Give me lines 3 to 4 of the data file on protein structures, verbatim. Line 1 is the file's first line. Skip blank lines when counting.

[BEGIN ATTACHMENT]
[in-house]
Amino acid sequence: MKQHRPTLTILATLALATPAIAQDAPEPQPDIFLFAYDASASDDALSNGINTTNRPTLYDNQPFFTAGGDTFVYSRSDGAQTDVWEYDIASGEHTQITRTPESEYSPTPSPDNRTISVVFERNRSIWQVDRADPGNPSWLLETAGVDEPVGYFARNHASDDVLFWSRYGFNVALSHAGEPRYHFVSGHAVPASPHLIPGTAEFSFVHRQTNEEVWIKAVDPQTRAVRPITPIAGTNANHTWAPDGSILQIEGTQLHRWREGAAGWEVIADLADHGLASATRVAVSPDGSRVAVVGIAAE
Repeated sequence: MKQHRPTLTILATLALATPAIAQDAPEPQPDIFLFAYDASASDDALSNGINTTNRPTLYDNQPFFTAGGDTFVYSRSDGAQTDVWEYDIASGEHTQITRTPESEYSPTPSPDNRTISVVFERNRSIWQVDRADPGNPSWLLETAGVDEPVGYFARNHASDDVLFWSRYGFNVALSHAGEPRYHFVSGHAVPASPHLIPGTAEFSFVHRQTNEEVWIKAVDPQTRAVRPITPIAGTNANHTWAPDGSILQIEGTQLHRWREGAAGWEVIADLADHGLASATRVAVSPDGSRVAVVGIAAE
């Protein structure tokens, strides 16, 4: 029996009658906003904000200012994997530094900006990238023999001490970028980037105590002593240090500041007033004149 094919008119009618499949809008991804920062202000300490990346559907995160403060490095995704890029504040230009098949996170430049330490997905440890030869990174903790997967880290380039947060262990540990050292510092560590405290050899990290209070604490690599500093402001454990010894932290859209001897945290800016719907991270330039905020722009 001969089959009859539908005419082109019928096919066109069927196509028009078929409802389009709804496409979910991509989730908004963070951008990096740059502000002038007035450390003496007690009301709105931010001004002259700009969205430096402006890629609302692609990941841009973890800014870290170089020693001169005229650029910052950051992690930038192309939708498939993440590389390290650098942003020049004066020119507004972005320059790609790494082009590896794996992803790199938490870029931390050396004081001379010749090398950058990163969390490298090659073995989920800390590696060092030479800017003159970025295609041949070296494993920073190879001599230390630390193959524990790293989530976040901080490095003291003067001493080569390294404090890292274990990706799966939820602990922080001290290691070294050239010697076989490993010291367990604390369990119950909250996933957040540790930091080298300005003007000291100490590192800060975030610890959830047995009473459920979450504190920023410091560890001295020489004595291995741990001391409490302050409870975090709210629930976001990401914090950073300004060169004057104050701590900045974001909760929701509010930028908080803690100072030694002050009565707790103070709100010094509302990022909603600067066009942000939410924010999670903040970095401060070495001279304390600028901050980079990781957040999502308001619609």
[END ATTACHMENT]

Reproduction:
Repeated sequence: MKQHRPTLTILATLALATPAIAQDAPEPQPDIFLFAYDASASDDALSNGINTTNRPTLYDNQPFFTAGGDTFVYSRSDGAQTDVWEYDIASGEHTQITRTPESEYSPTPSPDNRTISVVFERNRSIWQVDRADPGNPSWLLETAGVDEPVGYFARNHASDDVLFWSRYGFNVALSHAGEPRYHFVSGHAVPASPHLIPGTAEFSFVHRQTNEEVWIKAVDPQTRAVRPITPIAGTNANHTWAPDGSILQIEGTQLHRWREGAAGWEVIADLADHGLASATRVAVSPDGSRVAVVGIAAE
């Protein structure tokens, strides 16, 4: 029996009658906003904000200012994997530094900006990238023999001490970028980037105590002593240090500041007033004149 094919008119009618499949809008991804920062202000300490990346559907995160403060490095995704890029504040230009098949996170430049330490997905440890030869990174903790997967880290380039947060262990540990050292510092560590405290050899990290209070604490690599500093402001454990010894932290859209001897945290800016719907991270330039905020722009 001969089959009859539908005419082109019928096919066109069927196509028009078929409802389009709804496409979910991509989730908004963070951008990096740059502000002038007035450390003496007690009301709105931010001004002259700009969205430096402006890629609302692609990941841009973890800014870290170089020693001169005229650029910052950051992690930038192309939708498939993440590389390290650098942003020049004066020119507004972005320059790609790494082009590896794996992803790199938490870029931390050396004081001379010749090398950058990163969390490298090659073995989920800390590696060092030479800017003159970025295609041949070296494993920073190879001599230390630390193959524990790293989530976040901080490095003291003067001493080569390294404090890292274990990706799966939820602990922080001290290691070294050239010697076989490993010291367990604390369990119950909250996933957040540790930091080298300005003007000291100490590192800060975030610890959830047995009473459920979450504190920023410091560890001295020489004595291995741990001391409490302050409870975090709210629930976001990401914090950073300004060169004057104050701590900045974001909760929701509010930028908080803690100072030694002050009565707790103070709100010094509302990022909603600067066009942000939410924010999670903040970095401060070495001279304390600028901050980079990781957040999502308001619609």